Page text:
- Detroit automakers are struggling to keep production and shipments of highly profitable pickup trucks going amid a global semiconductor chip shortage.
- Thus far, GM and Stellantis have been more successful in keeping truck production up and running compared to Ford.
- All three automakers are partially building some models to ship at a later date once parts become available.
Detroit automakers are struggling to keep production and shipments of highly profitable pickup trucks going as interruptions in manufacturing across the world have led to a global semiconductor chip shortage that's hitting the automotive industry.
Ford Motor on Monday said it is cutting a shift at its Kentucky Truck Plant in Louisville that produces its larger F-Series pickups and full-size SUVs. It's also temporarily shuttering a plant in Ohio that builds vans and other trucks. Both plants are expected to return to normal production in a week, according to the company.
The cuts come after Ford joined General Motors on Thursday in confirming it is partially assembling some trucks to be stored until parts become available. Stellantis, formerly Fiat Chrysler, also recently confirmed it was partially assembling some of its older Ram pickups due to a lack of semiconductor chips.
"We are working closely with suppliers to address potential production constraints tied to the global semiconductor shortage and working to prioritize key vehicle lines for production, making the most of our semiconductor allocation," Ford spokeswoman Kelli Felker said in an emailed statement.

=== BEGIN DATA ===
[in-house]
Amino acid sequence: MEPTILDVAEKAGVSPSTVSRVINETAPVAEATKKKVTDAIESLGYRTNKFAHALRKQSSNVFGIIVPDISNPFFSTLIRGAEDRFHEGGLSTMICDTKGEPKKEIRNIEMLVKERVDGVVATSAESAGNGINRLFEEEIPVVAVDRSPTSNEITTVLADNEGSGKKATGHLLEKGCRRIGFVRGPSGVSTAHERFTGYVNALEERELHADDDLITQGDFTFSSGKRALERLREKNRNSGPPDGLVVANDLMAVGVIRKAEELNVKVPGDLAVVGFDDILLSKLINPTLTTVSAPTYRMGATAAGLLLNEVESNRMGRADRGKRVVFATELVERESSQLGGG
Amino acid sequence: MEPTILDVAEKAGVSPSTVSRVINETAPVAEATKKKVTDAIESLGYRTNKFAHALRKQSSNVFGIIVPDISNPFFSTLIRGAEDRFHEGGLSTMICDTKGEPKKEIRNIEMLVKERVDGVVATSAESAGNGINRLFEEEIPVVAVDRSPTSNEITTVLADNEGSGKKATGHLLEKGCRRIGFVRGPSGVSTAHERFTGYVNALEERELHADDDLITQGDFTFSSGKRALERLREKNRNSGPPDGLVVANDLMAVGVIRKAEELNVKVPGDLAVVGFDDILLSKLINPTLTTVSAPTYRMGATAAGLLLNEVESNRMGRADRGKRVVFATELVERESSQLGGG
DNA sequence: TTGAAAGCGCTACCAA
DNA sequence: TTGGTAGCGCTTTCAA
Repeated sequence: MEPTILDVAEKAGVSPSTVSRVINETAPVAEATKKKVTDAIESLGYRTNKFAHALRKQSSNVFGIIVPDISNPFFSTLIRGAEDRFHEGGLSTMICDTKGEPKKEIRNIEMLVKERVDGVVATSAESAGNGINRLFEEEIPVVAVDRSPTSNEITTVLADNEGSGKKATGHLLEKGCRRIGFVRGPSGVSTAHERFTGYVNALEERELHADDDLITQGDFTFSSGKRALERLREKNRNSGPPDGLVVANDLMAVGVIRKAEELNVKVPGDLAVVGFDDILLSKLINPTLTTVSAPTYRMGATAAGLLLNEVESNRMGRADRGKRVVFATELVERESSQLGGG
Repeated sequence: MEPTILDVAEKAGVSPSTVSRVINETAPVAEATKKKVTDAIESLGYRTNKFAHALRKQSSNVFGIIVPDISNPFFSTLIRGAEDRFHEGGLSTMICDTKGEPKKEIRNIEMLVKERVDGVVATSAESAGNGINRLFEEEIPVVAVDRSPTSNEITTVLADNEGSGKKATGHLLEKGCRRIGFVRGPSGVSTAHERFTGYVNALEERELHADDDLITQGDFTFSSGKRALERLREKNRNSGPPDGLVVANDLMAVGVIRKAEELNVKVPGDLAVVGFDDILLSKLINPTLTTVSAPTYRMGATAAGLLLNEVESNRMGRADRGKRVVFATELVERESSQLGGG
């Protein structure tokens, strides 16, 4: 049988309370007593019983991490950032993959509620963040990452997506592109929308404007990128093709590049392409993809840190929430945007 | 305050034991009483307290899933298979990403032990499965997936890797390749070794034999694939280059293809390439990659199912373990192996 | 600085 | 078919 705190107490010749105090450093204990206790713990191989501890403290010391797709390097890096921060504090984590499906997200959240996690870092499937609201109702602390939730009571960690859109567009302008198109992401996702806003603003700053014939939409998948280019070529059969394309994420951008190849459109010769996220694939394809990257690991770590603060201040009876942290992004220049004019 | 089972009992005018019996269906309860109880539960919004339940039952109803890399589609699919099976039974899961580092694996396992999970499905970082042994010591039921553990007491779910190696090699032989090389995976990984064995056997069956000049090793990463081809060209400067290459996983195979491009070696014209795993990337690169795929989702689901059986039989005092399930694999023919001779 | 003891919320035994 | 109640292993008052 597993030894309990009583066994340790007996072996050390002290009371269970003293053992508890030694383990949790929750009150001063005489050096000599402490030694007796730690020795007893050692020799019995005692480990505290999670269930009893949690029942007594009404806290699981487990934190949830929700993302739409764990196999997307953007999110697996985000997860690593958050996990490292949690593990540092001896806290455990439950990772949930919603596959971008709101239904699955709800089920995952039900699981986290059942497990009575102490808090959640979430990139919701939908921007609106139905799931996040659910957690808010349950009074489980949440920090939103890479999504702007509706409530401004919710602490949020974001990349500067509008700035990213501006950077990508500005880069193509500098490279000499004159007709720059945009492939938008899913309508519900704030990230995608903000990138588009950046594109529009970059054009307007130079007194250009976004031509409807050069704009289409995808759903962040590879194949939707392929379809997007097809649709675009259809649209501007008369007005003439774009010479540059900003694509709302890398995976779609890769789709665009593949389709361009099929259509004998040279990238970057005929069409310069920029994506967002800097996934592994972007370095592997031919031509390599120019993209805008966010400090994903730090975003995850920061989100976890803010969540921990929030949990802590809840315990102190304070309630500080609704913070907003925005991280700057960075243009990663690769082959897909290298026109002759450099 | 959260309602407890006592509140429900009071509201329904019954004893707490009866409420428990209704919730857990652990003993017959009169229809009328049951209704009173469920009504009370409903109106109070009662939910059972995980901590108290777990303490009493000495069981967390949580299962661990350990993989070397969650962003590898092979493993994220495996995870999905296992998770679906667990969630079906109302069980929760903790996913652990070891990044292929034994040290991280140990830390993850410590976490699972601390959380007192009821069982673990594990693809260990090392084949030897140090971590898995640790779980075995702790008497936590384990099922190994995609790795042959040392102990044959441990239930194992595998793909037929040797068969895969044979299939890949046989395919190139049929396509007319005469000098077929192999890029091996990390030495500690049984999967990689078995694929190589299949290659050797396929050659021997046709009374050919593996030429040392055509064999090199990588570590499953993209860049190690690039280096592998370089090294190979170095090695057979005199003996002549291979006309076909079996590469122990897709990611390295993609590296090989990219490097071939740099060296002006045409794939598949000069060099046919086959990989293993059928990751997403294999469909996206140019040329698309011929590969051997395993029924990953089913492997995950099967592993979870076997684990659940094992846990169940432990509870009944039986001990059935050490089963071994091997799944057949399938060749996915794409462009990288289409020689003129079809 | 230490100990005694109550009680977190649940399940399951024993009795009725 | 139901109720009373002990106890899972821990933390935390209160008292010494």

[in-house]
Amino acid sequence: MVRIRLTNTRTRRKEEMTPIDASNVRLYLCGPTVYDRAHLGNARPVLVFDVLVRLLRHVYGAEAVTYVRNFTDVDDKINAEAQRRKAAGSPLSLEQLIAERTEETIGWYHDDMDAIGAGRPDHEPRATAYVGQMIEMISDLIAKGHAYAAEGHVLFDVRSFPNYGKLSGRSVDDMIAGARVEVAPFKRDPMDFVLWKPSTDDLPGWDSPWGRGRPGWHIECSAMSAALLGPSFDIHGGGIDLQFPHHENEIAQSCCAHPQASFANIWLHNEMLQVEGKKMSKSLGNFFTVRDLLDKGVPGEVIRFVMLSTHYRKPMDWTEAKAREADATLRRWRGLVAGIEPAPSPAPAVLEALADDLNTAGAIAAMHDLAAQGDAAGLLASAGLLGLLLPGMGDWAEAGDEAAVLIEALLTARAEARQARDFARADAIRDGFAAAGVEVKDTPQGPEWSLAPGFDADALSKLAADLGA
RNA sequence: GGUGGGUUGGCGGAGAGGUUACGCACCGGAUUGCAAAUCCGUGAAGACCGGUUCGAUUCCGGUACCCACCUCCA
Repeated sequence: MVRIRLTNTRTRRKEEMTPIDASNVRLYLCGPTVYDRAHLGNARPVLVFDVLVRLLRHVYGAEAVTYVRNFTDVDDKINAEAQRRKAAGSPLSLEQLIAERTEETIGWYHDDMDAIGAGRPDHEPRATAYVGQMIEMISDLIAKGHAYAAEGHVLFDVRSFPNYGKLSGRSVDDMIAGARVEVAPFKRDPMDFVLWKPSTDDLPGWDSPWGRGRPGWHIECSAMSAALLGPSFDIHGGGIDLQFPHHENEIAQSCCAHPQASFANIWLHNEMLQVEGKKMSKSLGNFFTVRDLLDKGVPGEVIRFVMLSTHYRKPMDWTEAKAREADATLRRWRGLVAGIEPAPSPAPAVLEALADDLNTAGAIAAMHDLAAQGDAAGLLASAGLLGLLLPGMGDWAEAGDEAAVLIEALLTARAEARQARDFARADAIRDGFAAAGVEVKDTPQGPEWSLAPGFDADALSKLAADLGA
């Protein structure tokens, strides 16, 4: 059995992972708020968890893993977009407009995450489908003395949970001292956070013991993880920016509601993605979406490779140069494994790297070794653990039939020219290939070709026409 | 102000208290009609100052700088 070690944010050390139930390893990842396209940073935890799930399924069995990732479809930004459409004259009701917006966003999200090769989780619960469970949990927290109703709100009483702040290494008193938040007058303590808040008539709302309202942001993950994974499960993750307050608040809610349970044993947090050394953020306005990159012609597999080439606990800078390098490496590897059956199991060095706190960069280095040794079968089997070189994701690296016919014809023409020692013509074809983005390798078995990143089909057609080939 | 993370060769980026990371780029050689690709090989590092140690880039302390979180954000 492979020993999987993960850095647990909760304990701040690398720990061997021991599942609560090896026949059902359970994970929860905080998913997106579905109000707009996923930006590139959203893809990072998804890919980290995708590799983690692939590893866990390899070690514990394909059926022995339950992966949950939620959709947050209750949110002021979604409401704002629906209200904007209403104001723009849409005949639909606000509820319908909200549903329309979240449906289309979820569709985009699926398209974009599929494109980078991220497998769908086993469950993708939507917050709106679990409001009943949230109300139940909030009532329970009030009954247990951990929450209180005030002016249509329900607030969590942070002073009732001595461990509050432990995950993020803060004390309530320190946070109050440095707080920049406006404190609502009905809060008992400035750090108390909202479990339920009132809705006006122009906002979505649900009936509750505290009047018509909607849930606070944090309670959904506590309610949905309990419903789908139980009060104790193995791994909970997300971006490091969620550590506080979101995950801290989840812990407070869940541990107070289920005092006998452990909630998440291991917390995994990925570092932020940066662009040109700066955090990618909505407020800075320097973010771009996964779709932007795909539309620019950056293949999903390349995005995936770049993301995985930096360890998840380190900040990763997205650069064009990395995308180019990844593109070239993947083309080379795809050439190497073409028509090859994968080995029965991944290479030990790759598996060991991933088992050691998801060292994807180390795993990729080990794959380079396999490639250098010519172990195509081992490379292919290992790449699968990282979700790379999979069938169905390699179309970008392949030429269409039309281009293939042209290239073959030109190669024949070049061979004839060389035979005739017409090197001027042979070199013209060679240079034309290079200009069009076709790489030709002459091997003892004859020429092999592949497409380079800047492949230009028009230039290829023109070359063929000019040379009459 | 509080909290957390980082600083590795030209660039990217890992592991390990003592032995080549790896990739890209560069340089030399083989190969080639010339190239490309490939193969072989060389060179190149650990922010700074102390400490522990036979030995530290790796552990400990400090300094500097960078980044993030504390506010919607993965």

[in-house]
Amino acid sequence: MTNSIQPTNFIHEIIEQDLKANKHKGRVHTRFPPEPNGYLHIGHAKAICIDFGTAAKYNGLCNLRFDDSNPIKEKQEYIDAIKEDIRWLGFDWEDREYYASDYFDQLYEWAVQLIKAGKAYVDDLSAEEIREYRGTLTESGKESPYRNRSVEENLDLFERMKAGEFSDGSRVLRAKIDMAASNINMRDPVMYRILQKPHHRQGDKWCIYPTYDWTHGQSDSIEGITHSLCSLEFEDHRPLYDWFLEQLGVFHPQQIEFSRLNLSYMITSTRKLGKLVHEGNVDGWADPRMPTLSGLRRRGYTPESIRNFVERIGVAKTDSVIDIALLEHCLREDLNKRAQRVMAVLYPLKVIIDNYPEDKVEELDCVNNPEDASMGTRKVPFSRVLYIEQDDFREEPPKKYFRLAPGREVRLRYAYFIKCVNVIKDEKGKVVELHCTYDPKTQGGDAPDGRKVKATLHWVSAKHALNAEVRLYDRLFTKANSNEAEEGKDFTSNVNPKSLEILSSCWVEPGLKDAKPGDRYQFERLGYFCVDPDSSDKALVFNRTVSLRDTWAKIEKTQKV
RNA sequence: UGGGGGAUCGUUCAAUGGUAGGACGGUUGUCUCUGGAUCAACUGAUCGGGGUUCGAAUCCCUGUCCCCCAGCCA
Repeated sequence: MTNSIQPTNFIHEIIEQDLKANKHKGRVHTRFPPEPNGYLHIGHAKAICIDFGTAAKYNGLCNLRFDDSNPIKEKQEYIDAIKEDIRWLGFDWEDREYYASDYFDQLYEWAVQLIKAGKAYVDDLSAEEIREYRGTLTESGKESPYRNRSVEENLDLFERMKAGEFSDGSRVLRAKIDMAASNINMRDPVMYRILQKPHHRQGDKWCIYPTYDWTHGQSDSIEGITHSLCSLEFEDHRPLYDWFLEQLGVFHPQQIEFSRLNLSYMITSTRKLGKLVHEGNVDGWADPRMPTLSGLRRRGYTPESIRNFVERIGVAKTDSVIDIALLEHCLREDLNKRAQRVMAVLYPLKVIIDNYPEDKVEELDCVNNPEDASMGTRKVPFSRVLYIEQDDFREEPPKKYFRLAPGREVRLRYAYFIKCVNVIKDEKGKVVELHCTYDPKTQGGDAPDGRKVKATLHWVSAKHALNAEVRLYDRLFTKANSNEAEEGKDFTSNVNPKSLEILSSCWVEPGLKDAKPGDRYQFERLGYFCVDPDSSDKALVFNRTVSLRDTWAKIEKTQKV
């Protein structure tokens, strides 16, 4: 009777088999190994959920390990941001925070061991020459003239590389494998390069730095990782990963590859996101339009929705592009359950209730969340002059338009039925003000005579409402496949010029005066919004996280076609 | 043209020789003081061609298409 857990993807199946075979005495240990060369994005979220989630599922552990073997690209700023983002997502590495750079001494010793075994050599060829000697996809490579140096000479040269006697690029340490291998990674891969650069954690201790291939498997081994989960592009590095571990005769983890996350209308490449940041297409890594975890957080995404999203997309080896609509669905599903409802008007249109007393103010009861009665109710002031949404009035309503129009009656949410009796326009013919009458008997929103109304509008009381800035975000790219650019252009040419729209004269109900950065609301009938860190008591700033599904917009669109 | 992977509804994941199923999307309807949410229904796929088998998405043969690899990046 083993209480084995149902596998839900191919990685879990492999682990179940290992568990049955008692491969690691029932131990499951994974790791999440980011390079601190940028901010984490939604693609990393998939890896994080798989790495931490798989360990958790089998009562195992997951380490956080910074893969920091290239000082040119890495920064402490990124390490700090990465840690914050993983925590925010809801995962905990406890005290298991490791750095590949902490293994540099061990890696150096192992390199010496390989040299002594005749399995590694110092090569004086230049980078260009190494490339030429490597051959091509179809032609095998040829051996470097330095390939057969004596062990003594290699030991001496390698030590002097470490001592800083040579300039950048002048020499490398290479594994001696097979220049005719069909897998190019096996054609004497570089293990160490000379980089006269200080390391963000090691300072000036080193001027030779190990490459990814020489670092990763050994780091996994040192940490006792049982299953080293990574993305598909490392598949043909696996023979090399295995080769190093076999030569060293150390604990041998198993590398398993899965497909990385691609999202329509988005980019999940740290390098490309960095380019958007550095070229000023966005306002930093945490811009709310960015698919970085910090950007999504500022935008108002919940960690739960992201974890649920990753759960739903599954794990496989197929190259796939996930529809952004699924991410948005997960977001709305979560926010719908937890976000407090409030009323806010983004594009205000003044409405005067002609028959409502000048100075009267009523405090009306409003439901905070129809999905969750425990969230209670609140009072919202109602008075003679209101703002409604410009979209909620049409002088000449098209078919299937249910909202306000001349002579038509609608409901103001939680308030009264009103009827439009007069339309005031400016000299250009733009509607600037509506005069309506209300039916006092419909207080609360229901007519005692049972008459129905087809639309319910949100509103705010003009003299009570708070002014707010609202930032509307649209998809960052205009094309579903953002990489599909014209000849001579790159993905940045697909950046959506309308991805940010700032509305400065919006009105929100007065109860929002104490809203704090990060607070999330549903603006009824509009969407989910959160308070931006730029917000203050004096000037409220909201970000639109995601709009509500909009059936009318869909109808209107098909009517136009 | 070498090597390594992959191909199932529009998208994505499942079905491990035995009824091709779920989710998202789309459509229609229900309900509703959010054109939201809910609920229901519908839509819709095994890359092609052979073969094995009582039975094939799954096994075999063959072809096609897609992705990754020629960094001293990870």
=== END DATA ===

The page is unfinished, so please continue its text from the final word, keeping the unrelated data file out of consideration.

For months, automakers have been prioritizing assembly of high-margin vehicles such as pickups by cutting production of cars and crossovers. The most recent actions show the difficulties facing the companies as they attempt to maintain production of those vehicles.
Thus far, GM and Stellantis have been successful in keeping truck production up and running more than Ford, which previously cut shifts of its F-150 pickup.
Semiconductor chips are extremely important components of new vehicles for infotainment systems, power steering and brakes, among other systems. The parts can contain several sizes and different types of chips.
Consulting firm AlixPartners forecasts the shortage will cut $60.6 billion in revenue from the global automotive industry this year. GM expects the problem will reduce its free cash flow by $1.5 billion to $2 billion this year. Ford said the situation could lower its earnings by $1 billion to $2.5 billion in 2021.
Automotive executives have characterized the situation as fluid. Stellantis CEO Carlos Tavares earlier this month said the shortage might not be fully resolved until next year. GM CFO Paul Jacobson last month called the shortage a "short-term" problem, saying the company hopes to make up much of its lost production due to the chip shortage in the second half of the year. Volkswagen of America CEO Scott Keogh told CNBC's "Squawk Box" on Monday the shortage is expected to last into the fall, but "it is something we are navigating week by week."
GM has temporarily shuttered or cut production at several plants that produce cars or crossovers to prioritize production of its full-size pickups and SUVs. Plants in Kansas and Ingersoll, Ontario, are expected to remain closed until at least mid-April. They shuttered in early February.
"GM continues to leverage every available semiconductor to build and ship our most popular and in-demand products, including full-size trucks and SUVs for our customers," GM spokesman David Barnas said in an emailed statement. "We have not taken downtime or reduced shifts at any of our full-size truck plants due to the shortage."
Another GM plant in Mexico is expected to reopen in two weeks after being shuttered Feb. 8, while a plant in Michigan is expected to reopen by April after halting production a week ago. GM plants in Brazil and South Korea also have been affected by the shortage.